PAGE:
Working with our landowners and residents

In order to carry out the mapping and control of Invasive Non-Native Species (INNS), the consent and support of our lower Wye Valley landowners and residents is paramount. We are offering control or treatment of these problematic plants at no charge.

We are now collecting written consent via our Access and INNS Control Consent Form for our 2022 INNS control schedule – link ⇓ 

Access and INNS Control Consent Form

So, if you’d like your Japanese knotweed, American skunk cabbage or Himalayan balsam included in our 2022 control schedule, please complete the Consent Form (link above) and return it to us at by end May 2022

How to complete it: You will either need to print out the form, fill it out by hand, take a photo/scan it and attach to your return email, or if you have Adobe editing suite you will be able to complete it online. Please complete all relevant sections with as much detail as possible. If you have difficulties please do get in touch using the email address above or call Nickie on 07539 902681 (Mon-Fri, 9am – 5pm) and we can send you an easier to edit version direct. 


Access and INNS Control Consent Form – the context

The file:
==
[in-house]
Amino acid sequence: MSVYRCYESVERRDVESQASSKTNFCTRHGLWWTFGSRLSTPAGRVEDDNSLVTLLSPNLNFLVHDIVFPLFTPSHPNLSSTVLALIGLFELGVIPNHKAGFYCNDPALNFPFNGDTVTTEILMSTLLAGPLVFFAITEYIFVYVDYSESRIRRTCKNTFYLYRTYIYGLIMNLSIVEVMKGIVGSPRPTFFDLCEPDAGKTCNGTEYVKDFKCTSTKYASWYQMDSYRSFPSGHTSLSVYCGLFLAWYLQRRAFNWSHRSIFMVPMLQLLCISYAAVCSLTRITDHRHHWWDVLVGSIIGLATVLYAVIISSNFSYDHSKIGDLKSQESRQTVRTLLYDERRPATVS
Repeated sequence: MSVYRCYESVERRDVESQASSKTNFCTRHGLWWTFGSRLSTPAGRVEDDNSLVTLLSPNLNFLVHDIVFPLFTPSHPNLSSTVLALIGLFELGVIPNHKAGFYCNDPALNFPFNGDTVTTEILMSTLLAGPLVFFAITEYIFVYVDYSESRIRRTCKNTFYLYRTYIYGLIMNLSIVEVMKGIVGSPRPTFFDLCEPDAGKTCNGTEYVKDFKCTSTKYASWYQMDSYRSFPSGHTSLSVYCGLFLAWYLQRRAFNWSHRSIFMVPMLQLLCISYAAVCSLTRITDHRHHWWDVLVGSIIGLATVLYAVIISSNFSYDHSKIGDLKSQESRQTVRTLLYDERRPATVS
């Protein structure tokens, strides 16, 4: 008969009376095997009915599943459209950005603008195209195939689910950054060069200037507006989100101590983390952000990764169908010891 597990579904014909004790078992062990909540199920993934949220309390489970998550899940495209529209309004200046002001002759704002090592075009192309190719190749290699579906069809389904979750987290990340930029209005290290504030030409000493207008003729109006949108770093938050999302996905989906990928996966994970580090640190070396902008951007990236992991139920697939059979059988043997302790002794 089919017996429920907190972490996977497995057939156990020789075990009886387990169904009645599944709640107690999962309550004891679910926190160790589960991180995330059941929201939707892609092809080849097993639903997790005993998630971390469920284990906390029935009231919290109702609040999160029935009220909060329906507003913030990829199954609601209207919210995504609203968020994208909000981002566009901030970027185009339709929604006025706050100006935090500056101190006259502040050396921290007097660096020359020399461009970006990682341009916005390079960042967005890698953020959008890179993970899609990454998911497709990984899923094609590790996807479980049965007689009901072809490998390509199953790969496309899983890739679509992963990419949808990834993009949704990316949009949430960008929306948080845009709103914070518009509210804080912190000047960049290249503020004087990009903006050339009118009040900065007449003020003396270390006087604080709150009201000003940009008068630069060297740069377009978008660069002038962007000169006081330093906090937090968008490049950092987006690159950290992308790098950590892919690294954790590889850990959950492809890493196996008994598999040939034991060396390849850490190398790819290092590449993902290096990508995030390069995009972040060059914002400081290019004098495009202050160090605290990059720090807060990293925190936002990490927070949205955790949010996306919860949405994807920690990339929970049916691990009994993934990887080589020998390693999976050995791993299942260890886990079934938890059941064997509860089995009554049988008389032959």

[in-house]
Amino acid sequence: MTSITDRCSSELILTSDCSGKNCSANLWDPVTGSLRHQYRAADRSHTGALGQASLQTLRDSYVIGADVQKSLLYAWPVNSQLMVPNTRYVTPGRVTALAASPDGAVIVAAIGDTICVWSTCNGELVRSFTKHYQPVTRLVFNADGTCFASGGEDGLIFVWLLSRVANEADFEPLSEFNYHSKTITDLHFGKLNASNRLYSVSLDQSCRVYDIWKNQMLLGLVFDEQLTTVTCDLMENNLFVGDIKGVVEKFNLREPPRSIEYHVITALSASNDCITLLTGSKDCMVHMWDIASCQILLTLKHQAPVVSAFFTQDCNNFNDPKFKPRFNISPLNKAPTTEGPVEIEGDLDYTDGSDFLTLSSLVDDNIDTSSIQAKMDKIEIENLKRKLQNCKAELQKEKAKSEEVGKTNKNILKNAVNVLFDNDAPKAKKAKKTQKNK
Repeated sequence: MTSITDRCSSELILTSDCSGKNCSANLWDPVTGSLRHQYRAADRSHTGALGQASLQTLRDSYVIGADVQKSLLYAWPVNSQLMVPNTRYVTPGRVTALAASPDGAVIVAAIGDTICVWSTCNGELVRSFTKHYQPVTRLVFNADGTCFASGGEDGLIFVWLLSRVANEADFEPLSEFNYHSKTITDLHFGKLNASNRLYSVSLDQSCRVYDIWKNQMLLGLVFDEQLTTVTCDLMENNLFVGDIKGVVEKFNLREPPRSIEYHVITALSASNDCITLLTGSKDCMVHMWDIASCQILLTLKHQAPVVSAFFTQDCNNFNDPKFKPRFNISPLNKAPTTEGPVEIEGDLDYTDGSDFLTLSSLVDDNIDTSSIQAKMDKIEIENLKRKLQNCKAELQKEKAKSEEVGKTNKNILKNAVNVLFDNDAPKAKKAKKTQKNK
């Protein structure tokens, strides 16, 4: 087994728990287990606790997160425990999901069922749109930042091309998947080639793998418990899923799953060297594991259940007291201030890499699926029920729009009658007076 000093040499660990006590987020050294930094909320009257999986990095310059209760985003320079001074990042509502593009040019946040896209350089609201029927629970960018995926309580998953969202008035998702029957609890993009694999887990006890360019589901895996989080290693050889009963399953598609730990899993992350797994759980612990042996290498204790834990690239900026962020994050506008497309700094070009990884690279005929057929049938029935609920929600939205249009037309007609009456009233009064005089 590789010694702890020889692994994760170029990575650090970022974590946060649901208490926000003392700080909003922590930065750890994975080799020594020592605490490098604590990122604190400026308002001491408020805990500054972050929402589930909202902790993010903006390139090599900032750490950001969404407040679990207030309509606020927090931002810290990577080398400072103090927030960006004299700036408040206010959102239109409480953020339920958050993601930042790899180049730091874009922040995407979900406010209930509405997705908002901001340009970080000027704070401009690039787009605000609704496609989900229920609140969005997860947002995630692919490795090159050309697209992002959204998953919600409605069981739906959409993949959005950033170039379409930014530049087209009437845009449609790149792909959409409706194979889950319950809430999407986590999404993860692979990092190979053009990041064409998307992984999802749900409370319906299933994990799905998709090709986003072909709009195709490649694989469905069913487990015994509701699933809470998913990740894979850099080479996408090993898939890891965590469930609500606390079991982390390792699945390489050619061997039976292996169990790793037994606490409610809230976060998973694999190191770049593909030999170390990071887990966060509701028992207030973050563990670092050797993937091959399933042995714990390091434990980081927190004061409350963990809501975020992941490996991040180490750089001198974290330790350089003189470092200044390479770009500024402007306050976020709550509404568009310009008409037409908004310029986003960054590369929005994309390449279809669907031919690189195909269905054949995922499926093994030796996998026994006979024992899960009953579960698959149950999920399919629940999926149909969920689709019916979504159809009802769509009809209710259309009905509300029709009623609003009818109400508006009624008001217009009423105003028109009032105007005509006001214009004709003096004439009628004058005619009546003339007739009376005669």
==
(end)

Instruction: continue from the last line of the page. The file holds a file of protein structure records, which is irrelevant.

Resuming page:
The WISP – Wye Invasive Species Project – is a Wye Valley AONB Partnership initiative to support local landowners and communities in the lower Wye Valley (downstream of Monmouth) to bringing 3 Invasive Non-Native Species (INNS) under control – Himalayan Balsam, Japanese Knotweed and American Skunk Cabbage.

With Himalayan Balsam we’re teaming up with local community volunteers and contractors (where the terrain is more dangerous or very overgrown) to pull it up or cut it down before it sets seed. Depending on the flowering season this work must be carried out between May through to August. The form seeks landowner consent to enable the Wye Valley AONB team, AONB Volunteers and our contractors to access to your land to carry out mapping of Himalayan Balsam sites and manual/mechanical control.

With Japanese Knotweed and American Skunk Cabbage, chemical control with a glyphosate-based herbicide is the recommended treatment due to their extensive root structure. Where these plants dominate an area, foliar spraying by certified contractors is the most cost effective and successful method. Where there are only a few mature plants these can be stem injected. Even with chemical treatment these species can require 3+ years of treatment. We hope that the areas that are dominated by invasives today will get to a point, after a few treatments, where stem-injection is feasible.  The form seeks landowner consent to allow the AONB team and contactors to access your land to carry out mapping of Japanese knotweed and/or American Skunk Cabbage and chemical treatment.

All staff, volunteers and contractors will adhere to Covid-19 guidance at all times.